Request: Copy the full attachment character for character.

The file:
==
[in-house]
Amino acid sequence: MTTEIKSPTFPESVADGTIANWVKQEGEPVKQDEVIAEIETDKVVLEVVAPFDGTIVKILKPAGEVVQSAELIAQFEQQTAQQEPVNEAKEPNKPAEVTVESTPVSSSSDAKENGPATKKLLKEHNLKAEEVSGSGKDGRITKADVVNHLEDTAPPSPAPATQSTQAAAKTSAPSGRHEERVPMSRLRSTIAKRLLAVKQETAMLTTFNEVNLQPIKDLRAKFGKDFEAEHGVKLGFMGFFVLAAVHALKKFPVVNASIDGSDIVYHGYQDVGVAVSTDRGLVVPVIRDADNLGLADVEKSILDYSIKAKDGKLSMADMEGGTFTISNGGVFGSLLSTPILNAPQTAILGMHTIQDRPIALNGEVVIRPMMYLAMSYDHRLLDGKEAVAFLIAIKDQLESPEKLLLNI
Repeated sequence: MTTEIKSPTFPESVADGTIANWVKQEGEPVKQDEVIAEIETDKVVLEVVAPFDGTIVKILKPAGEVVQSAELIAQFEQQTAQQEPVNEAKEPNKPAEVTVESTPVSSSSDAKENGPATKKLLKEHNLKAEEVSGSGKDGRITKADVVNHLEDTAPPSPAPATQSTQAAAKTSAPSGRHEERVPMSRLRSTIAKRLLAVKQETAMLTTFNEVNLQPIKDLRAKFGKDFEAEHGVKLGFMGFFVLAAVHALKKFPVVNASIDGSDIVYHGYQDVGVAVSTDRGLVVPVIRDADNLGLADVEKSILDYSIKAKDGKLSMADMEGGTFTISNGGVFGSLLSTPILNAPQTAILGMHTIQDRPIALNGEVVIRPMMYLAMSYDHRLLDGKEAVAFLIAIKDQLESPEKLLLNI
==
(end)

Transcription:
[in-house]
Amino acid sequence: MTTEIKSPTFPESVADGTIANWVKQEGEPVKQDEVIAEIETDKVVLEVVAPFDGTIVKILKPAGEVVQSAELIAQFEQQTAQQEPVNEAKEPNKPAEVTVESTPVSSSSDAKENGPATKKLLKEHNLKAEEVSGSGKDGRITKADVVNHLEDTAPPSPAPATQSTQAAAKTSAPSGRHEERVPMSRLRSTIAKRLLAVKQETAMLTTFNEVNLQPIKDLRAKFGKDFEAEHGVKLGFMGFFVLAAVHALKKFPVVNASIDGSDIVYHGYQDVGVAVSTDRGLVVPVIRDADNLGLADVEKSILDYSIKAKDGKLSMADMEGGTFTISNGGVFGSLLSTPILNAPQTAILGMHTIQDRPIALNGEVVIRPMMYLAMSYDHRLLDGKEAVAFLIAIKDQLESPEKLLLNI
Repeated sequence: MTTEIKSPTFPESVADGTIANWVKQEGEPVKQDEVIAEIETDKVVLEVVAPFDGTIVKILKPAGEVVQSAELIAQFEQQTAQQEPVNEAKEPNKPAEVTVESTPVSSSSDAKENGPATKKLLKEHNLKAEEVSGSGKDGRITKADVVNHLEDTAPPSPAPATQSTQAAAKTSAPSGRHEERVPMSRLRSTIAKRLLAVKQETAMLTTFNEVNLQPIKDLRAKFGKDFEAEHGVKLGFMGFFVLAAVHALKKFPVVNASIDGSDIVYHGYQDVGVAVSTDRGLVVPVIRDADNLGLADVEKSILDYSIKAKDGKLSMADMEGGTFTISNGGVFGSLLSTPILNAPQTAILGMHTIQDRPIALNGEVVIRPMMYLAMSYDHRLLDGKEAVAFLIAIKDQLESPEKLLLNI